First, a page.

- The MathWorks Inc. Matlab; The MathWorks Inc.: Natick, MA, USA, 2017. [Google Scholar]
- Rose, K.; Gurewitz, E.; Fox, G. A deterministic annealing approach to clustering. Pattern Recognit. Lett.
**1990**, 11, 589–594. [Google Scholar] [CrossRef] - Martínez-Carricondo, P.; Agüera-Vega, F.; Carvajal-Ramírez, F.; Mesas-Carrascosa, F.J.; García-Ferrer, A.; Pérez-Porras, F.J. Assessment of UAV-photogrammetric mapping accuracy based on variation of ground control points. Int. J. Appl. Earth Obs. Geoinf.
**2018**, 72, 1–10. [Google Scholar] [CrossRef] - Lowe, D.G. Distinctive image features from scale-invariant keypoints. Int. J. Comput. Vis.
**2004**, 60, 91–110. [Google Scholar] [CrossRef] - Panagiotidis, D.; Surovy, P.; Kuzelka, K. Accuracy of structure from motion models in comparison with terrestrial laser scanner for the analysis of dbh and height influence on error behaviour. J. For. Sci.
**2016**, 62, 357–365. [Google Scholar] [CrossRef] - Liang, X.; Wang, Y.; Jaakkola, A.; Kukko, A.; Kaartinen, H.; Hyypp, J.; Honkavaara, E.; Liu, J. Forest data collection using terrestrial image-based point clouds from a handheld camera compared to terrestrial and personal laser scanning. IEEE Trans. Geosci. Remote Sens.
**2015**, 53, 5117–5132. [Google Scholar] [CrossRef] - Weng, J.; Huang, T.S.; Ahuja, N. Motion and structure from two perspective views: Algorithms, error analysis, and error estimation. IEEE Trans. Pattern Anal. Mach. Intell.
**1989**, 11, 451–476. [Google Scholar] [CrossRef] - Smith, R.C.; Cheeseman, P. On the representation and estimation of spatial uncertainty. Int. J. Robot. Res.
**1986**, 5, 56–68. [Google Scholar] [CrossRef] - Leonard, J.J.; Durrant-Whyte, H.F. Simultaneous map building and localization for an autonomous mobile robot. In Proceedings of the IROS ’91: IEEE/RSJ International Workshop on Intelligent Robots and Systems’ 91, Osaka, Japan, 3–5 November 1991; Volume 1443, pp. 1442–1447. [Google Scholar]
- Kümmerle, R.; Steder, B.; Dornhege, C.; Ruhnke, M.; Grisetti, G.; Stachniss, C.; Kleiner, A. On measuring the accuracy of slam algorithms. Auton. Robot.
**2009**, 27, 387. [Google Scholar] [CrossRef] - Akhter, I.; Sheikh, Y.; Khan, S.; Kanade, T. Trajectory space: A dual representation for nonrigid structure from motion. IEEE Trans. Pattern Anal. Mach. Intell.
**2011**, 33, 1442–1456. [Google Scholar] [CrossRef] - Nikolov, I.; Madsen, C. Benchmarking close-range structure from motion 3d reconstruction software under varying capturing conditions. In Digital Heritage. Progress in Cultural Heritage: Documentation, Preservation, and Protection: 6th International Conference, Euromed 2016, Nicosia, Cyprus, 31 October–5 November, 2016; Proceedings, Part I; Ioannides, M., Fink, E., Moropoulou, A., Hagedorn-Saupe, M., Fresa, A., Liestøl, G., Rajcic, V., Grussenmeyer, P., Eds.; Springer: Cham, Switzerland, 2016; pp. 15–26. [Google Scholar]
- Feduck, C.; McDermid, G.; Castilla, G. Detection of coniferous seedlings in UAV imagery. Forests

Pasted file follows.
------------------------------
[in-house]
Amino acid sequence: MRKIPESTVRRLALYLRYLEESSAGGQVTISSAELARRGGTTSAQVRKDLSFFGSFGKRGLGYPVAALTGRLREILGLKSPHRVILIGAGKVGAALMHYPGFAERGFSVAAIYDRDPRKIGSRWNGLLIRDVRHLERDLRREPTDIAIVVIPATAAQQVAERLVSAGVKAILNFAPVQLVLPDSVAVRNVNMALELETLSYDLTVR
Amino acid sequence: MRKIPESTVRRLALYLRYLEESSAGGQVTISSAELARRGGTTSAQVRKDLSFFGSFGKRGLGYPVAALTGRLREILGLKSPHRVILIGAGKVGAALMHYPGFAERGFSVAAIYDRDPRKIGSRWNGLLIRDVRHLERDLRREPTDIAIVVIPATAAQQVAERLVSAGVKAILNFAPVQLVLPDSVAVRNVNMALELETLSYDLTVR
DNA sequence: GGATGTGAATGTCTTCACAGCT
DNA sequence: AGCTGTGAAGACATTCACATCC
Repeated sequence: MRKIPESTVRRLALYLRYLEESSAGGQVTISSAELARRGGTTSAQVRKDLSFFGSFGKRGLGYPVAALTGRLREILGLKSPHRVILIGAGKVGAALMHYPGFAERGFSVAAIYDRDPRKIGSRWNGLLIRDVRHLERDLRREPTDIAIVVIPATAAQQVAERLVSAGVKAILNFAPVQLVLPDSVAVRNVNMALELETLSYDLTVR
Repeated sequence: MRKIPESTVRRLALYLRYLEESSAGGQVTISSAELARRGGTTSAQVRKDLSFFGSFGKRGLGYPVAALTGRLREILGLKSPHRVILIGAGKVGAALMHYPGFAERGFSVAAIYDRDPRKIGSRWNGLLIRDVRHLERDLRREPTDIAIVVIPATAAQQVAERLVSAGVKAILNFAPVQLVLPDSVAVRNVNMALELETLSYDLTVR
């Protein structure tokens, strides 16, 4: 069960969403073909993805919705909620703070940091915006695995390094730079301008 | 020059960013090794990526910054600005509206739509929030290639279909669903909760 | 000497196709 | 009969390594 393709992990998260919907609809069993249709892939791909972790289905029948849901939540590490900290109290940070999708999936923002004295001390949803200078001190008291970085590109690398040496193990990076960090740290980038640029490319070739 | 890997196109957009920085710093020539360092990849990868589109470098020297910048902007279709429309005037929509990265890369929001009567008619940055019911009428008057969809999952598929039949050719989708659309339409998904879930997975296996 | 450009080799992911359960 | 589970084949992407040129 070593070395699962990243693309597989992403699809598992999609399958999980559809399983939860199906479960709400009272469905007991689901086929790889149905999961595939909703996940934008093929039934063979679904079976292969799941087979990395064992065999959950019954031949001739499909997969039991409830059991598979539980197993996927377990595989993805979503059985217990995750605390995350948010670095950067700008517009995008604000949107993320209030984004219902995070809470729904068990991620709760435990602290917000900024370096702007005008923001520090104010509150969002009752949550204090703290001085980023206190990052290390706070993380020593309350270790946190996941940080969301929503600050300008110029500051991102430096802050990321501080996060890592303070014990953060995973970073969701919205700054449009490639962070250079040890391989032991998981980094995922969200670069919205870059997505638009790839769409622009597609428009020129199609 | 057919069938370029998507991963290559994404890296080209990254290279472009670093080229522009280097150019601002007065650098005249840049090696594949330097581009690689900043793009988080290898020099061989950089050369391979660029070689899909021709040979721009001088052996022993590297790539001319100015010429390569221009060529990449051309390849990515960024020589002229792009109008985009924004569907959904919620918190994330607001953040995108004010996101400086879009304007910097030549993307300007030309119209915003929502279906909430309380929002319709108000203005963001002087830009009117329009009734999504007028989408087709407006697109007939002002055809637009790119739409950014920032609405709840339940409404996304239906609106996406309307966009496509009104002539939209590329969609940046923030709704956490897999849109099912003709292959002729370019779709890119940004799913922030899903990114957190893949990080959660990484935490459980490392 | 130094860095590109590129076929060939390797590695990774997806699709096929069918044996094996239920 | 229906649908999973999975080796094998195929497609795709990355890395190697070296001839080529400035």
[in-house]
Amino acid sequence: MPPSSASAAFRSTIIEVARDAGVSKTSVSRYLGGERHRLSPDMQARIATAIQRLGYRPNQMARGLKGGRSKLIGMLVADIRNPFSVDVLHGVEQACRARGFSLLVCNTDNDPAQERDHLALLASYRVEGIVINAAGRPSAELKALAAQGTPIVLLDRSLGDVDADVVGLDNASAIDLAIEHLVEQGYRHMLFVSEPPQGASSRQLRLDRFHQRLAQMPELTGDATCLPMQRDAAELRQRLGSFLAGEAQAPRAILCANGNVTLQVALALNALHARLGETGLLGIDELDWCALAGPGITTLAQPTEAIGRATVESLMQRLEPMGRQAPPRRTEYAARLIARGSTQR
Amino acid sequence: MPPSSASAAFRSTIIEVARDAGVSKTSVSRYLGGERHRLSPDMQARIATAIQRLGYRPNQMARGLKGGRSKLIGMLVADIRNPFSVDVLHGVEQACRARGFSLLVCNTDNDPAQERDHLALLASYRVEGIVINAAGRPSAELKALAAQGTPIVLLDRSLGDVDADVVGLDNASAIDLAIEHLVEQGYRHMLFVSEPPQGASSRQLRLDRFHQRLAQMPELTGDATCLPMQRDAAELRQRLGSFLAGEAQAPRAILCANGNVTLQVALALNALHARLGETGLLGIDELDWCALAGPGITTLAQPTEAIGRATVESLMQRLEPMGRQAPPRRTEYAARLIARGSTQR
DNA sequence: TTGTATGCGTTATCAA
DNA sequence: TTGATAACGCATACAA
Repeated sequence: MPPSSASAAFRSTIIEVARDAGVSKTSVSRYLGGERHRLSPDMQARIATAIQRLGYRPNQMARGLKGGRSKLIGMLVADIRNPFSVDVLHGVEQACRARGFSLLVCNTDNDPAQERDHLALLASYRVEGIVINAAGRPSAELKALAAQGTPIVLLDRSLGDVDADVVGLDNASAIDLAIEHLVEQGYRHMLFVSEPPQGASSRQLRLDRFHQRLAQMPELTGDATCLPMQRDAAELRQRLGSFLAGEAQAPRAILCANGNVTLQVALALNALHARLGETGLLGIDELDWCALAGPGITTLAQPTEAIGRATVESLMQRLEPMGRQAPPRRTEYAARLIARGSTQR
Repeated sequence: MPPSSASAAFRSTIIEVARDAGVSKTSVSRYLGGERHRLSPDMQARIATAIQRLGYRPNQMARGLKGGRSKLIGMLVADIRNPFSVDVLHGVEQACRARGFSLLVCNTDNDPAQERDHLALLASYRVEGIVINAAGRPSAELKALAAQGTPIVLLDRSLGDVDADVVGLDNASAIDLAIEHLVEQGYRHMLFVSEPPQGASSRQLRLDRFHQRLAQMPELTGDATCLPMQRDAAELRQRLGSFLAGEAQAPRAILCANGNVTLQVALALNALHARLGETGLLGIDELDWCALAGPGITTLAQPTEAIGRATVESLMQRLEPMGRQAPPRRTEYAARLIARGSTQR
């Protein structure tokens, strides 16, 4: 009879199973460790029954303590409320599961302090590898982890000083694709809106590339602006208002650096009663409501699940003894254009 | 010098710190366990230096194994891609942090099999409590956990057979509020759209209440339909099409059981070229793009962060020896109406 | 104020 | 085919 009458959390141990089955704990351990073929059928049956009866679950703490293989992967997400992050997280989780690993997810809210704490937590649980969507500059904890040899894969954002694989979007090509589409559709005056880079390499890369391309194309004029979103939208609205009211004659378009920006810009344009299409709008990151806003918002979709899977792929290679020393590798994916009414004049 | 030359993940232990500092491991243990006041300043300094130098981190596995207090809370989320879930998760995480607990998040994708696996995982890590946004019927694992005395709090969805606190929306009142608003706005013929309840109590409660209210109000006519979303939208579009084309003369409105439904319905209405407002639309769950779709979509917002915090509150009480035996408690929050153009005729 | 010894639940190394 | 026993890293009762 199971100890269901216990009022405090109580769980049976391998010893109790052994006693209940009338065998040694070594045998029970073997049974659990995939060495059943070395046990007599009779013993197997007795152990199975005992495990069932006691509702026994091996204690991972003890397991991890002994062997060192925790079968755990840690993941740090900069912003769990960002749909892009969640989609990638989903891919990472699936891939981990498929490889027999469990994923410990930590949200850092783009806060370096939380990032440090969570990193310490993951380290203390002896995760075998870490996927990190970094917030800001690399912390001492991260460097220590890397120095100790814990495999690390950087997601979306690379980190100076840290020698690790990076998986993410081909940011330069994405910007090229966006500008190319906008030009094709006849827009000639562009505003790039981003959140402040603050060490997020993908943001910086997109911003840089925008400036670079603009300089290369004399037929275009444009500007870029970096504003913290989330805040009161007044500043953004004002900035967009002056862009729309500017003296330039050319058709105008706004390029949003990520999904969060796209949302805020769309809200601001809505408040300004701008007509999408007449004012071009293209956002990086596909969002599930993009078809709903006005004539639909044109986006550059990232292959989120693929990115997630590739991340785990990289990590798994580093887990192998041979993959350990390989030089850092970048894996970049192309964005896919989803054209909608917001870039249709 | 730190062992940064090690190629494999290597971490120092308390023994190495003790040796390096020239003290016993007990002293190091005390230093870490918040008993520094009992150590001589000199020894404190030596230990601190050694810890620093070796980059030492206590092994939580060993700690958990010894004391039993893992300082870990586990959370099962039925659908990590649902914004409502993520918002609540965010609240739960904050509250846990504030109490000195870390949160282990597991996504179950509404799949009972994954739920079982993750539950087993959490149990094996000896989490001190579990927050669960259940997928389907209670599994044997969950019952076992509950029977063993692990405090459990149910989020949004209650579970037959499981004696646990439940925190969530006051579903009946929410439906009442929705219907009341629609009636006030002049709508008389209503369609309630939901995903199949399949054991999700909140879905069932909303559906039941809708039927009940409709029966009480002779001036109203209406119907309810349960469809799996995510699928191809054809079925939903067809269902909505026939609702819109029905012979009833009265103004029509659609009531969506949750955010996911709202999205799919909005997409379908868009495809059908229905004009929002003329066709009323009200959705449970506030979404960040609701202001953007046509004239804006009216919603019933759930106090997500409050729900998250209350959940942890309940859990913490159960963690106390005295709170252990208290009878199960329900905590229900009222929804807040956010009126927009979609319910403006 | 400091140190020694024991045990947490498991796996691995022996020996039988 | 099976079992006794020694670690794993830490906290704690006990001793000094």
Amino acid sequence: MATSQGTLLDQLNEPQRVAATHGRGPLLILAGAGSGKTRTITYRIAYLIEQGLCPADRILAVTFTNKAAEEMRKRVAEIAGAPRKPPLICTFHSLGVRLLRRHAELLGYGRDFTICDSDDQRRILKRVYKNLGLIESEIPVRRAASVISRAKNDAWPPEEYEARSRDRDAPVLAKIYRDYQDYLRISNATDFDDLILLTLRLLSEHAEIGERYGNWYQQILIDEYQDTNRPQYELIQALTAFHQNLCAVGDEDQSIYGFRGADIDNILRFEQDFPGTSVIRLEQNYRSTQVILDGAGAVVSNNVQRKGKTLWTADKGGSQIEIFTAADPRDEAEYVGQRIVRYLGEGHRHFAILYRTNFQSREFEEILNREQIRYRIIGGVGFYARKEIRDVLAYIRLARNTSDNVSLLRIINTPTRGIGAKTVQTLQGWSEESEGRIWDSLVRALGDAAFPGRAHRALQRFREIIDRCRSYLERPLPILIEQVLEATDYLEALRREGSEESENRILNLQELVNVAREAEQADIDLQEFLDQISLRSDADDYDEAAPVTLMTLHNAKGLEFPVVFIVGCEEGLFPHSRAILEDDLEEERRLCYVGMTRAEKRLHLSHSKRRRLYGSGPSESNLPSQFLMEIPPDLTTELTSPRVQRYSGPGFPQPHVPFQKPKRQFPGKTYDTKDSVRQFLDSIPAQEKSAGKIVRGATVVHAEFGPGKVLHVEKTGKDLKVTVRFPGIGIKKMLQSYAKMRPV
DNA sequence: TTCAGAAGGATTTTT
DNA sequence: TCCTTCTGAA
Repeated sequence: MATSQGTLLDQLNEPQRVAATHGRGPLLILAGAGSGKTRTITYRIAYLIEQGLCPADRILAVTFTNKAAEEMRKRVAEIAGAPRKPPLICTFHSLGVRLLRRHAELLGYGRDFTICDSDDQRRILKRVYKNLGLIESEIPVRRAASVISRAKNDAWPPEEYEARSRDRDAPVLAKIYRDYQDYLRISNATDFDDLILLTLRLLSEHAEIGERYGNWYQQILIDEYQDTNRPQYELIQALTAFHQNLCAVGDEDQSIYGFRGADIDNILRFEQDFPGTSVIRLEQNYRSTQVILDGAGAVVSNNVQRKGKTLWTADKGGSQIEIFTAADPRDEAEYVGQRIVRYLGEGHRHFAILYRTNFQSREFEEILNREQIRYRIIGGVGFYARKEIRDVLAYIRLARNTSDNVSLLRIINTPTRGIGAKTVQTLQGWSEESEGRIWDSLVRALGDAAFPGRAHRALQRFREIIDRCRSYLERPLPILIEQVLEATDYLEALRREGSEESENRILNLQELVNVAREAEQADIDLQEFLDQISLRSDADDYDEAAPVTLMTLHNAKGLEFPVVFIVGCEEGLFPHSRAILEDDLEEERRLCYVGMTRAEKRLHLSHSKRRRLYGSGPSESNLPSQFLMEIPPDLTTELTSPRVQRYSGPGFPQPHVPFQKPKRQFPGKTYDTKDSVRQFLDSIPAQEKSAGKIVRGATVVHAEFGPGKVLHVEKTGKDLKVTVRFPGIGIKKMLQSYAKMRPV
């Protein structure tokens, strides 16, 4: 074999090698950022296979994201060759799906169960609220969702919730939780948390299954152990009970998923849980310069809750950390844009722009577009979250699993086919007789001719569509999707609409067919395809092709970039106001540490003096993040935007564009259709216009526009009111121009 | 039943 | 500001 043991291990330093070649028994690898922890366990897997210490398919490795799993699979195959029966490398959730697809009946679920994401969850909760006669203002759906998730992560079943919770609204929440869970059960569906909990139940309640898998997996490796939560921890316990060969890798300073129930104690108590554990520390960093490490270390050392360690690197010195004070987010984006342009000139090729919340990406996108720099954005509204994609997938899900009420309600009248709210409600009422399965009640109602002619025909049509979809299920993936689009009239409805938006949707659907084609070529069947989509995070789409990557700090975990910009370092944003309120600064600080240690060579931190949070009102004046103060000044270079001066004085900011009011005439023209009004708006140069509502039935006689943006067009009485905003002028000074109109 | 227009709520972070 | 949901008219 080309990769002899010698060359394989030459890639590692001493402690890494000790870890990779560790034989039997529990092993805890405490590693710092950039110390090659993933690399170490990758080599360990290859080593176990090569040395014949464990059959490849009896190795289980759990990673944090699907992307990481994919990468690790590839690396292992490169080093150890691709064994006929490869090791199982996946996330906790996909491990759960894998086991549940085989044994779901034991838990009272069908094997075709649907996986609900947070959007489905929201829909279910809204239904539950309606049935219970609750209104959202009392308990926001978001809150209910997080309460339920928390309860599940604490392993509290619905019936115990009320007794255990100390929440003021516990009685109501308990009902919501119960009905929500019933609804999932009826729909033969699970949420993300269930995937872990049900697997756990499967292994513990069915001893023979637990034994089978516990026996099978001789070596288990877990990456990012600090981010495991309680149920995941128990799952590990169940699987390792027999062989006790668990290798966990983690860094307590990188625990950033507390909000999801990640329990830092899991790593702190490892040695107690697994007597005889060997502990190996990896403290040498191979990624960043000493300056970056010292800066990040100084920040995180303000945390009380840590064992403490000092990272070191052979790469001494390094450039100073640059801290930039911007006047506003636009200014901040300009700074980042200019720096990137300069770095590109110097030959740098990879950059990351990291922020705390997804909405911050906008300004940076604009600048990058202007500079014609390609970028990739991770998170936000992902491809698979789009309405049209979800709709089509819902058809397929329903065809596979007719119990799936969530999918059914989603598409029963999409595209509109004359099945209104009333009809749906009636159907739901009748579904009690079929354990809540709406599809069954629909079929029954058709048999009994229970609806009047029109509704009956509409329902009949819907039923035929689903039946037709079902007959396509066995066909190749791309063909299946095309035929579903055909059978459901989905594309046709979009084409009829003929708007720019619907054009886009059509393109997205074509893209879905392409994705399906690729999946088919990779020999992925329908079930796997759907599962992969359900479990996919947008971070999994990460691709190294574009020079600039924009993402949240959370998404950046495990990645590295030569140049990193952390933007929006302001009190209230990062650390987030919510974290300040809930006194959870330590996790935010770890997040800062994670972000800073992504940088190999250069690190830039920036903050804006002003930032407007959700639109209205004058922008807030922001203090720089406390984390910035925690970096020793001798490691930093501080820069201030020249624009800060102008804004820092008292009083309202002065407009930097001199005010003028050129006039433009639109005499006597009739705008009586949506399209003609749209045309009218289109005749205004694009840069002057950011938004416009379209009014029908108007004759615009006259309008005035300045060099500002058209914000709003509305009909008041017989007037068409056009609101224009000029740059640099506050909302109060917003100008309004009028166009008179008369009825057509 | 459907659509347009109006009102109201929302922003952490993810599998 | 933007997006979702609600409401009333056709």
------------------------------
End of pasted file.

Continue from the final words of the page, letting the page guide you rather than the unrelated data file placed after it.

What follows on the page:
**2018**, 9, 432. [Google Scholar] [CrossRef] - Hościło, A.; Lewandowska, A. Mapping Forest Type and Tree Species on a Regional Scale Using Multi-Temporal Sentinel-2 Data. Remote Sens.
**2019**, 11, 929. [Google Scholar] [CrossRef] - Zhou, T.; Popescu, S.C.; Lawing, A.M.; Eriksson, M.; Strimbu, B.M.; Bürkner, P.C. Bayesian and Classical Machine Learning Methods: A Comparison for Tree Species Classification with LiDAR Waveform Signatures. Remote Sens.
**2018**, 10, 39. [Google Scholar] [CrossRef]

**Figure 1.**The procedure for geo-referencing trees from no to low accuracy georeferenced images acquired below canopy.

**Figure 2.**Study area: (

**a**) General location. (

**b**) A perspective image inside the stand. (

**c**) Nadir view of the point cloud.

**Figure 3.**(

**a**) Raw image captured with the Sigma EX 10 mm Fisheye lens mounted on the Nikon D3200 camera used to generate the below canopy point cloud. (

**b**) Nadir view of the aligned and merged tie points build from three locations along a path where images where captured; the blue rectangles are the relative position of the sensor, the orange is the position of the above image, and the black lines shows the direction faced by the sensor (outward).

**Figure 4.**Georeferenced possible trees estimated with TrEx from the above canopy point cloud (red stars). The background image is the orthophoto, which does not necessarily align with the point cloud.

**Figure 5.**Correction to nadir view of the photogrammetric point clouds (PPC) produced with structure-from-motion at three locations (

**a**) initial rendered position (almost perspective view); (

**b**) oblique view; (

**c**) nadir view.

**Figure 6.**Preparing the PPC for estimation of the relative position of the trees shown at nadir in Figure 6. (

**a**) perspective view of the raw PPC, (

**b**) filtered PPC (points that are not mainly green or blue).

**Figure 7.**Estimation of the relative location of the stems from the point clouds from Figure 6. (

**a**) number of points from the filtered PPC, (

**b**) relative location of the trees.

**Figure 8.**The 50 m grid with their corresponding ID used to georeference all the trees. The yellow starts are the 641 trees extracted from above, the red dots represent the georeferenced trees segmented from georeferenced images.

**Figure 9.**Impact of stem misalignment on the accuracy of tree matching for the five grid-cells used in geo-referencing all the trees; (

**a**) 70% of the trees are found in the above and below tree segmentations; (

**b**) 80% of the trees are found in the above and below tree segmentations.

**Table 1.**Accuracy of tree matching for the 2500 m

^{2}grid cells used for geo-referencing all the trees created from trees segmented using above canopy PPC.

Grid Cell | # Trees Inside 2500 m^{2} Cell | #Trees from GoPro Images Inside 900 m^{2} Cell | Accuracy [m] | #Trees from Nikon Images Inside 900 m^{2} Cell | Accuracy [m] |
---|---|---|---|---|---|

8 | 24 | 8 | 1.06 | 7 | 1.08 |

11 | 21 | 8 | 1.01 | 9 | 0.98 |

17 | 21 | 7 | 1.12 | 8 | 1.05 |

22 | 24 | 8 | 1.11 | 7 | 1.15 |

32 | 27 | 11 | 1.05 | 9 | 1.10 |

Accuracy | - | - | 1.07 | - | 1.07 |

© 2019 by the authors. Licensee MDPI, Basel, Switzerland. This article is an open access article distributed under the terms and conditions of the Creative Commons Attribution (CC BY) license (http://creativecommons.org/licenses/by/4.0/).